Former Treasury Secretary Robert Rubin during the debt-ceiling limit fight in 1996. (AP Photo/Dennis Cook)
With the debt-ceiling vote date, May 16, rapidly approaching, Republicans are gearing up for the fight.
"I hope the Democrats are not going to play 'debt-ceiling politics" ... wait, Democrats playing debt-ceiling politics? This statement isn't from the showdown shaping up in Washington today. It actually comes from Republican Sen. Howard Baker Jr., then-majority leader, in early February 1981, in the midst of what would turn out to be the first major fight of President Ronald Reagan's young presidency: raising the debt ceiling, on which the administration exhorted "swift congressional action."
Conservative Democrat Mike Ross of Arkansas (AP Photo/Alex Brandon)
The Blue Dog Coalition -- a group of self-identified moderate Democrats in Congress -- has become the latest group trying to establish its bona fides as "serious" about reducing the deficit. Echoing Republican calls for austerity as we face the worse economic recession since the Great Depression, earlier this week, the coalition released its own proposal to rein in "out of control" federal spending. But as with Republican blueprints that also call for drastic cuts to discretionary spending, the Blue Dog plan offers little hope of ensuring real economic stability.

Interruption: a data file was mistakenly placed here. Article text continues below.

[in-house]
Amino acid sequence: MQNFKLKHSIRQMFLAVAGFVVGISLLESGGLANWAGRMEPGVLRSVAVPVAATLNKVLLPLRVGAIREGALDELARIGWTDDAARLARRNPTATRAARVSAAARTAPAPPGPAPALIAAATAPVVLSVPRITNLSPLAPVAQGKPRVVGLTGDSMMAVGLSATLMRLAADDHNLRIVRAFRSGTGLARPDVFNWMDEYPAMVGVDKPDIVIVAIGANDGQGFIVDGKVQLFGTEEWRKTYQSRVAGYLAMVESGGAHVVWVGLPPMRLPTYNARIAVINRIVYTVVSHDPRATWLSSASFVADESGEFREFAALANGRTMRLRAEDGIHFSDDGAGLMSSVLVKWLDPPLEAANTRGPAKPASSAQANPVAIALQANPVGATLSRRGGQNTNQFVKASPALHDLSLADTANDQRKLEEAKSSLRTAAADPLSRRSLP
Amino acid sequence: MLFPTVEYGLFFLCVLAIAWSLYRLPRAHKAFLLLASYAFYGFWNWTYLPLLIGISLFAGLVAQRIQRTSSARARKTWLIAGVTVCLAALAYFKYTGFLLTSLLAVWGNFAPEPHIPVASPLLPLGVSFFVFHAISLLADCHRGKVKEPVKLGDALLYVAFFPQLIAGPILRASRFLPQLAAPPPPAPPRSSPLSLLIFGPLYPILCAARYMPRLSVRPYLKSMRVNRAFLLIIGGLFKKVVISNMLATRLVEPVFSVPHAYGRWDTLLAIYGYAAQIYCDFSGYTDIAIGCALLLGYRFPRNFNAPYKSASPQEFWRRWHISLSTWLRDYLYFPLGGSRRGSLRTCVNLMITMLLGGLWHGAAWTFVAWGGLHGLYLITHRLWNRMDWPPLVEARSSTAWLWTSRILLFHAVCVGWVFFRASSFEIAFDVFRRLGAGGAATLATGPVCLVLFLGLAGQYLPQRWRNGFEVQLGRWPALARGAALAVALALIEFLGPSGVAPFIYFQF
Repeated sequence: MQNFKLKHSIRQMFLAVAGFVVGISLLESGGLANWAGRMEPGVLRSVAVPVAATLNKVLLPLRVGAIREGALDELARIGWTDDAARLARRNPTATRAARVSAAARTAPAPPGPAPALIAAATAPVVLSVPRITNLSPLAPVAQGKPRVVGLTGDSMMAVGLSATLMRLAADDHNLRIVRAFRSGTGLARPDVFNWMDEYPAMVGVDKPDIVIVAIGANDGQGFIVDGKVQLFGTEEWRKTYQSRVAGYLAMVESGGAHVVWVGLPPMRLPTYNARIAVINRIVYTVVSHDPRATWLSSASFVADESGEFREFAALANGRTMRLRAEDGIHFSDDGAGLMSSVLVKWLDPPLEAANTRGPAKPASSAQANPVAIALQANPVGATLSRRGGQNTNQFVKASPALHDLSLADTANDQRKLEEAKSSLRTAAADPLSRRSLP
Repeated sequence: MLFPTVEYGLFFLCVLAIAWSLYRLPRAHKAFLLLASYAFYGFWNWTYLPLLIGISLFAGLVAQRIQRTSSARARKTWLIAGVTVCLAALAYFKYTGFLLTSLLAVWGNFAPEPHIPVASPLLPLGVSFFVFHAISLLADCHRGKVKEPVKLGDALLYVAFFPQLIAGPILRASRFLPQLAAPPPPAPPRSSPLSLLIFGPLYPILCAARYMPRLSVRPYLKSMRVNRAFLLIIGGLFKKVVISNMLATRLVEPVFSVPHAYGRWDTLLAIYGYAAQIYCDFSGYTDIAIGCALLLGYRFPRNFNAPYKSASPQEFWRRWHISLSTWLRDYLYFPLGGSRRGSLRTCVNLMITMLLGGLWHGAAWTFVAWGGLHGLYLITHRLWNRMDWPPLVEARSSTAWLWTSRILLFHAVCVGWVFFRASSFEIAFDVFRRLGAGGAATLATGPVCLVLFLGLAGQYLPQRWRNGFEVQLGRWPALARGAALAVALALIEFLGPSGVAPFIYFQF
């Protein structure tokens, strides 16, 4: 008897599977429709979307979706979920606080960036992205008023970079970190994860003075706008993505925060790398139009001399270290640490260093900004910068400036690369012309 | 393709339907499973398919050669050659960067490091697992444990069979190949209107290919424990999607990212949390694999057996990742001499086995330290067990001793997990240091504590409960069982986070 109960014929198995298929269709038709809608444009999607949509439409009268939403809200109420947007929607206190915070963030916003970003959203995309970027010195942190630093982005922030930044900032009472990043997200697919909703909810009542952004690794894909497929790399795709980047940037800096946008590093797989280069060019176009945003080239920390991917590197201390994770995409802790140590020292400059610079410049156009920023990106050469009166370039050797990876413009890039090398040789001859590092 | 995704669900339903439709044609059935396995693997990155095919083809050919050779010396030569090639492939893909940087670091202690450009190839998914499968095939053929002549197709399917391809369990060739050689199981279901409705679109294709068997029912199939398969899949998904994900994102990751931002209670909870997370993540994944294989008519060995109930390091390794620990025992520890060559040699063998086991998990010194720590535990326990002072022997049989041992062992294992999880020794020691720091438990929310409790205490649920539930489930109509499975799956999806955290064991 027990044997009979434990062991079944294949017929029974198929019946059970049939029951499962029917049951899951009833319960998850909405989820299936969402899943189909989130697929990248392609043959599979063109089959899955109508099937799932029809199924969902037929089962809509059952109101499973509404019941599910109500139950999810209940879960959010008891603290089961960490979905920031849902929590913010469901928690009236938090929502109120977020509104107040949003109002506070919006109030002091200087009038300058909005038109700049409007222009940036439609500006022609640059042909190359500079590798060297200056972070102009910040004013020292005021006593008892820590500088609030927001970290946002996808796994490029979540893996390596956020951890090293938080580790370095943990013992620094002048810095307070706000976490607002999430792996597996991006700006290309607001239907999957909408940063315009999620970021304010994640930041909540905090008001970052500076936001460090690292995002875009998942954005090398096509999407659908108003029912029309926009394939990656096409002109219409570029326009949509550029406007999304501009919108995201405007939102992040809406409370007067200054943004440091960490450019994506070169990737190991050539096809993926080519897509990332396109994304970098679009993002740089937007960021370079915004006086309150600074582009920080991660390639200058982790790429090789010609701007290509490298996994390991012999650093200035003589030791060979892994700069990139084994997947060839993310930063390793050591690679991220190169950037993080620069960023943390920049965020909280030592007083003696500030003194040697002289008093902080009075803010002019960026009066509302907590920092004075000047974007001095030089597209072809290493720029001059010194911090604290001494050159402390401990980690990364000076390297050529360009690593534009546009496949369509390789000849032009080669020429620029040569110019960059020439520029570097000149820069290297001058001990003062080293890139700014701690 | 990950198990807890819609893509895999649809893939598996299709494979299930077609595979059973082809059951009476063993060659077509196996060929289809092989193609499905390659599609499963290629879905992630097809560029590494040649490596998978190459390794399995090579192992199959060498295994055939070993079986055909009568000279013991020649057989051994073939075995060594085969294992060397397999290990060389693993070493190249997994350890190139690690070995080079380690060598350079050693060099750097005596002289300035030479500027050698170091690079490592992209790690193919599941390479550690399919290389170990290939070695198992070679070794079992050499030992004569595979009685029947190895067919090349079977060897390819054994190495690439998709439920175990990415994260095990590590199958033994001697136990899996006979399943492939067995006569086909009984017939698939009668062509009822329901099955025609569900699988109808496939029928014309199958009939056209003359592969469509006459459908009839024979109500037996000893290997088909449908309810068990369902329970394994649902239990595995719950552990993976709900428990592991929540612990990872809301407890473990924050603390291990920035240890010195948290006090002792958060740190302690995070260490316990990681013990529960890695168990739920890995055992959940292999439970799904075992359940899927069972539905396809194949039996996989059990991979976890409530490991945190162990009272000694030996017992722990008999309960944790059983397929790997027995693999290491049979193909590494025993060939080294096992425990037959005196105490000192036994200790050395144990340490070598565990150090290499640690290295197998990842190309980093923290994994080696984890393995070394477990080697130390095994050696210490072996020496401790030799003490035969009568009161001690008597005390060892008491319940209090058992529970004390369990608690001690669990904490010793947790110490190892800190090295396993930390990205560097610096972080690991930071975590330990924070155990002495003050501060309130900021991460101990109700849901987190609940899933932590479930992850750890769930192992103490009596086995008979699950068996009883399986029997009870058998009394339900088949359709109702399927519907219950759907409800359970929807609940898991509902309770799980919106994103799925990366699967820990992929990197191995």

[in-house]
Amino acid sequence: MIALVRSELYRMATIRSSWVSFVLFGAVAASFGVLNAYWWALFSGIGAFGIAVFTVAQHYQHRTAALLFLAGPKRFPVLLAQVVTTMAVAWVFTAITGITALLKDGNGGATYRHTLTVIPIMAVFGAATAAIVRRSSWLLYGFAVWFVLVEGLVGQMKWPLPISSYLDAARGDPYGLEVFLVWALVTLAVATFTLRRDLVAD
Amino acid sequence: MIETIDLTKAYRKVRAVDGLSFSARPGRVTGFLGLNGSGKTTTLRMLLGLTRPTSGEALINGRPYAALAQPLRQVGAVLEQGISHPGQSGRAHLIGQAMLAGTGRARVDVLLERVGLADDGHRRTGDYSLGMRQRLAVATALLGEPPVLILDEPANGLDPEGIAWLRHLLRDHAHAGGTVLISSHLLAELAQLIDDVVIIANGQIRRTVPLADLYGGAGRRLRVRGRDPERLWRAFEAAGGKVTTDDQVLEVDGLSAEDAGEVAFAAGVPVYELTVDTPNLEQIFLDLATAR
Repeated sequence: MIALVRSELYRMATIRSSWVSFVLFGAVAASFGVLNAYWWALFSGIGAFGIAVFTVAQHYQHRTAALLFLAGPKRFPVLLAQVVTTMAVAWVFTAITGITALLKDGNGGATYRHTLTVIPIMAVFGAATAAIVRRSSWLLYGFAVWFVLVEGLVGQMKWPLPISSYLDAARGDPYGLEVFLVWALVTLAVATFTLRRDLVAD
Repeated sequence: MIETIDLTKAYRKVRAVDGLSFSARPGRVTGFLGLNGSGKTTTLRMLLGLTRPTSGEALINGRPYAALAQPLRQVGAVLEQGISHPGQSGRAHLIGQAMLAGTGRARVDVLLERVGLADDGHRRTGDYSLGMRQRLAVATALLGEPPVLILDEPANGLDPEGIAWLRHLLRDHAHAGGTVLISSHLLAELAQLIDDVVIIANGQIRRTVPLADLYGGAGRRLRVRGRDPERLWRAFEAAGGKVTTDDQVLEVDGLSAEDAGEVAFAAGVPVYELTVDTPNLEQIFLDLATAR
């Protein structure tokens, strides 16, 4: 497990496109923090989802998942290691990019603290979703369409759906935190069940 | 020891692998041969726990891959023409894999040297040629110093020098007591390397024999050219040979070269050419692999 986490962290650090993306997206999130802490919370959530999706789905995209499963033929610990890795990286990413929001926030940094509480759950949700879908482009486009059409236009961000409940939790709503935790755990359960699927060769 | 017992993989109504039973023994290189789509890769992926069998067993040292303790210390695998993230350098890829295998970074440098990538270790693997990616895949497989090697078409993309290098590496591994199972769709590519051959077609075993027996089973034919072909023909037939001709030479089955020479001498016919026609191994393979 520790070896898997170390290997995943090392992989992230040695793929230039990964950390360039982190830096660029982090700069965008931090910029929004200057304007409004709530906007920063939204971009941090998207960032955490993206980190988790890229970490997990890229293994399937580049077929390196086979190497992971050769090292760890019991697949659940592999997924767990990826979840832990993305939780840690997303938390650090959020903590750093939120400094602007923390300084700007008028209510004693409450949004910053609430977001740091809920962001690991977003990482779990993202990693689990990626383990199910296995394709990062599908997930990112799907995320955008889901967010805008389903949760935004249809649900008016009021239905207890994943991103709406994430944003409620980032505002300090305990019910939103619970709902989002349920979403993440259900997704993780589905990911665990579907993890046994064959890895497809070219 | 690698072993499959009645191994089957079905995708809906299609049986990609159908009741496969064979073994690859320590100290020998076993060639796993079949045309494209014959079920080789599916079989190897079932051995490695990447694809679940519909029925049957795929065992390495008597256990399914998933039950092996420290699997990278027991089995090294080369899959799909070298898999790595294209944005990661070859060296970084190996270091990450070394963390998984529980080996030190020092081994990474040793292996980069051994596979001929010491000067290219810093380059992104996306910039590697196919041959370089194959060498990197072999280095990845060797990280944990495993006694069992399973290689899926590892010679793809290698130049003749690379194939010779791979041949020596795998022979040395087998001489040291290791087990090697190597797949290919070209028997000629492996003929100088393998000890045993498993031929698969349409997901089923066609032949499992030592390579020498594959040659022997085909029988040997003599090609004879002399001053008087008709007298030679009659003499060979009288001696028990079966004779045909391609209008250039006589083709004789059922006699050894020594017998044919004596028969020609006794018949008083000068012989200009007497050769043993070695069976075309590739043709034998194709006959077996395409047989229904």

The Congressional Budget Office released on Friday its preliminary analysis of President Barack Obama's 2012 budget proposal, and projected cumulative deficits of $9.5 trillion over the next decade. That was $2.7 trillion higher than the CBO's pre-budget prediction and $2.3 trillion higher than the administration's own estimate.
Republicans are backing Rep. Paul Ryan’s government-gutting ”Roadmap for America’s Future,” which includes a radical set of cuts to Social Security. Last week, 22 Republican senators sent a letter to President Barack Obama threatening to vote against raising the debt ceiling unless he agrees to them.
The battle over public-sector unions is, at least in part, a battle over benefits: From Wisconsin to New Jersey, public-sector unions are among the last employees who can expect to retire with defined pension plans. Wisconsin, where a political showdown just resulted in reduced bargaining rights for public employees, is expected to release new estimates on state pensions next week, according to The New York Times. The state will likely ask employees to contribute more money to their plans and make other concessions.